The Gulf Stream has weakened substantially in the past decades, as revealed by the latest data and new studies. Weather in the United States and Europe depends strongly on this ocean current, so it’s important we understand the ongoing changes and what they mean for our weather now and in the near future.
There is growing awareness that the Gulf Stream and the overall Atlantic circulation are nearing a critical point of collapse. As you will see, there is an increased influx of freshwater from the melting sea ice, that can be linked to these changes.
We will look at the latest data on the Gulf Stream, where and how it flows, how it changes our weather, and why is it really collapsing so strongly in the last decades. And we will show you what the movie “The Day After Tomorrow” actually got right when collapsing the Gulf Stream.
WHAT IS THE GULF STREAM
First, what is actually the Gulf Stream, where can we find it, and what is all the big deal about it?
The Gulf Stream is a powerful ocean current that brings warmer waters up from the Gulf of Mexico into the North Atlantic Ocean. It extends all the way up along the eastern coast of the United States, where it starts to turn towards northern Europe.
The image below shows a rough schematic of the Gulf stream and where it flows across the North Atlantic. It does not actually flow in such a nice straight line, but as you will see, it is very complex and full of motion and dynamics.
This strong current of warm water directly influences the climate of Florida. Compared to other southeastern states, it keeps temperatures in Florida warmer in the winter and cooler in the summer.
Since the Gulf Stream also extends towards Europe, it helps to warm the western European countries, having a major impact on the regional climate.
The stream itself can be best seen if we look at the ocean temperatures and the surface current speed.
In the image below you can see the latest ocean surface temperature. Notice the warm stream of water moving up along the eastern coast of the United States, extending far into the North Atlantic.
This is the Gulf Stream at its best, transporting essential warm waters further up towards the North. In contrast, you can see the cold Labrador Current flowing down along the east Canadian coast.
The Gulf Stream is perhaps seen even better if we look at the movement and speed of the ocean surface currents. In the image below you can see the ocean surface current speed, where the Gulf Stream stands out and can be seen in its most raw shape and form.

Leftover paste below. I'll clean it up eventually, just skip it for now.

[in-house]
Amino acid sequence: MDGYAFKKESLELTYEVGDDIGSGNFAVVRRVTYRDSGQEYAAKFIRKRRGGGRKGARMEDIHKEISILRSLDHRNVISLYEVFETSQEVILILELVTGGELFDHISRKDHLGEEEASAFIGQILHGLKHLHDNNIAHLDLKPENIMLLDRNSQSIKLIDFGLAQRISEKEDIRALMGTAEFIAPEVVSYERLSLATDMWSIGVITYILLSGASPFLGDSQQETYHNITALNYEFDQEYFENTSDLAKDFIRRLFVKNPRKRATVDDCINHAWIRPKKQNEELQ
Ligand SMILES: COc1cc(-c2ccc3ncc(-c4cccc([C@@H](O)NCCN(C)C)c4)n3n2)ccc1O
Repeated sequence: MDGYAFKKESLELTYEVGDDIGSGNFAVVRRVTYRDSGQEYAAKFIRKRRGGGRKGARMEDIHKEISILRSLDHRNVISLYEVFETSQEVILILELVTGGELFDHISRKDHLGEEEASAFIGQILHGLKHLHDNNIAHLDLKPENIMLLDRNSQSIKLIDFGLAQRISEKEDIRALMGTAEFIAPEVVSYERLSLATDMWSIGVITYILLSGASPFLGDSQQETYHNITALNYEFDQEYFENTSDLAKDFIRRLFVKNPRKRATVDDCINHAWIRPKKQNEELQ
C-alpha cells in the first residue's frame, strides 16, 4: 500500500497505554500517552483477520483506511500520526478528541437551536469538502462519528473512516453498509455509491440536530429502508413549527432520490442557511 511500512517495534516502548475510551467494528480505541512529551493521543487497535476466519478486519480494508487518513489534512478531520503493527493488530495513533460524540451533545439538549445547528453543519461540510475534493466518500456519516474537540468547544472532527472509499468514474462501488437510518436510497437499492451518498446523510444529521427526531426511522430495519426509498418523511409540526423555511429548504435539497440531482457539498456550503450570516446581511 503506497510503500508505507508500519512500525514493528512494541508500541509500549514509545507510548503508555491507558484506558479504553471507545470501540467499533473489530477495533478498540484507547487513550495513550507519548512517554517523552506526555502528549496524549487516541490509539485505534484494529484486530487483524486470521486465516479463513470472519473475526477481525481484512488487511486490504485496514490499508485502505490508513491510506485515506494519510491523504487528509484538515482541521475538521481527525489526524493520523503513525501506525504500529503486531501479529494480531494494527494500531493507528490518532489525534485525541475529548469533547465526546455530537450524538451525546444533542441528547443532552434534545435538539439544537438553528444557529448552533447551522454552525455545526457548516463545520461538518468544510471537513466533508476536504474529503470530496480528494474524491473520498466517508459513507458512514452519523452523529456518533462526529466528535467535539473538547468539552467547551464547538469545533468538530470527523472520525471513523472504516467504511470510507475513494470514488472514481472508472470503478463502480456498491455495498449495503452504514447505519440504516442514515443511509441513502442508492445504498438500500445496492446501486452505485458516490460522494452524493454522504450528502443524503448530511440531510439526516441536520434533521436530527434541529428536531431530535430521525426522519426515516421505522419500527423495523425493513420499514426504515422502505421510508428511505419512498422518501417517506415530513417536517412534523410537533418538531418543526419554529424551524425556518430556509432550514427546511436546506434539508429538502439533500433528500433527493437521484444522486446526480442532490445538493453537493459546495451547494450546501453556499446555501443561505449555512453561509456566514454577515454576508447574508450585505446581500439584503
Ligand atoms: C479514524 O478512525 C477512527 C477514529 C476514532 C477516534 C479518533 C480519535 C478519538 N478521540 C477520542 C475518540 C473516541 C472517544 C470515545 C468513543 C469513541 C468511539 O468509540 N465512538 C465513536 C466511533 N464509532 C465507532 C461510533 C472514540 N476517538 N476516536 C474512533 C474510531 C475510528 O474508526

This ocean current does not flow in a straight line, as seen in many graphics. It is actually very complex, with a lot of dynamics and swirling across the North Atlantic. It has a lot of smaller swirls of water, both warm and cold. This is very similar to the atmospheric jet stream.
Looking at the entire world, we can see that the Gulf Stream is not the only one of its kind. There are many areas with persistent ocean circulation. Most notable is perhaps the Japan Current (Kuroshio), which is very similar to the Gulf Stream in its activity.
We produced a high-resolution video animation, which shows the Gulf Stream in motion. This will nicely show how it flows towards the North Atlantic. The video shows the Winer 2020/2021 period, as the Gulf Stream is best seen in the Wintertime when it has the highest temperature contrast.
NORTH ATLANTIC OCEAN CURRENTS
The larger circulation system that homes the Gulf Stream, is called the Atlantic Meridional Overturning Circulation (AMOC). The AMOC is a large system of ocean currents in the Atlantic Ocean, driven by differences in temperature and salt content, which affects its density. The Gulf stream is just is the surface part of the AMOC in the North Atlantic.
The image below from the UK Met Office roughly shows the entire global ocean circulation. It has many different names, but mostly it’s called the Global Conveyor Belt or the Thermohaline circulation. AMOC is the Atlantic part of this global circulation.
But what is actually driving the ocean currents in the North Atlantic?
As the Gulf Stream transports warmer waters northwards, it gradually cools, releasing a large part of the heat. Evaporation also occurs along the way, increasing the salt concentration in the ocean.
Lower temperature and a high salt content make the water denser and heavier. This means that it will sink down deeper into the ocean. Sinking water causes movement and momentum, pulling down more water from the surface, and creating a stable flow.
The image below shows ocean surface salinity or the amount of salt in the water. Higher the number, the saltier the water. Above 35, we still have salty waters, so as the water cools, it gets denser (heavier), and starts to sink.
The cold, dense water slowly flows southwards, several kilometers below the ocean surface. Eventually, it gets pulled back to the surface and warms in a process called “upwelling”, completing the entire circulation circle.
The reason why this is important is that the AMOC is an integral part of the weather and climate in the Northern Hemisphere. It transports a lot of warmer waters and energy toward the northern regions. The image below shows the outline of the North Atlantic part of the AMOC.